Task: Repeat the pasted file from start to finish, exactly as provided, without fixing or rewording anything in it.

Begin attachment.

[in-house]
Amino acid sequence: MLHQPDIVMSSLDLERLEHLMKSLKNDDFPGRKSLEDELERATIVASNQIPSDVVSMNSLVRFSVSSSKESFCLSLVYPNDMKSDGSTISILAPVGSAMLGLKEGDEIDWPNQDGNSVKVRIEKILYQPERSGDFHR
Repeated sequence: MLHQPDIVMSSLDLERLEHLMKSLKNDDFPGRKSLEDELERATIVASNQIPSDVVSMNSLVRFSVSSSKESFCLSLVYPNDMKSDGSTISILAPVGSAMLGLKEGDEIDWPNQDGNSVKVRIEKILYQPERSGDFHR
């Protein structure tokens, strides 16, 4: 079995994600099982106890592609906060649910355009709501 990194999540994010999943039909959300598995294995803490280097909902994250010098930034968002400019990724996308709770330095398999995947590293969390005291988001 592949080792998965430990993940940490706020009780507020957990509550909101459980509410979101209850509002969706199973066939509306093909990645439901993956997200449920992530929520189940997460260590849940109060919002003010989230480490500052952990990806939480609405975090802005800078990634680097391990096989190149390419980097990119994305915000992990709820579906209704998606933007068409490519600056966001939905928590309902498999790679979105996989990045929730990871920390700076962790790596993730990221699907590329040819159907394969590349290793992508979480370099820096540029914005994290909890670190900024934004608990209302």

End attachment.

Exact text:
[in-house]
Amino acid sequence: MLHQPDIVMSSLDLERLEHLMKSLKNDDFPGRKSLEDELERATIVASNQIPSDVVSMNSLVRFSVSSSKESFCLSLVYPNDMKSDGSTISILAPVGSAMLGLKEGDEIDWPNQDGNSVKVRIEKILYQPERSGDFHR
Repeated sequence: MLHQPDIVMSSLDLERLEHLMKSLKNDDFPGRKSLEDELERATIVASNQIPSDVVSMNSLVRFSVSSSKESFCLSLVYPNDMKSDGSTISILAPVGSAMLGLKEGDEIDWPNQDGNSVKVRIEKILYQPERSGDFHR
């Protein structure tokens, strides 16, 4: 079995994600099982106890592609906060649910355009709501 990194999540994010999943039909959300598995294995803490280097909902994250010098930034968002400019990724996308709770330095398999995947590293969390005291988001 592949080792998965430990993940940490706020009780507020957990509550909101459980509410979101209850509002969706199973066939509306093909990645439901993956997200449920992530929520189940997460260590849940109060919002003010989230480490500052952990990806939480609405975090802005800078990634680097391990096989190149390419980097990119994305915000992990709820579906209704998606933007068409490519600056966001939905928590309902498999790679979105996989990045929730990871920390700076962790790596993730990221699907590329040819159907394969590349290793992508979480370099820096540029914005994290909890670190900024934004608990209302």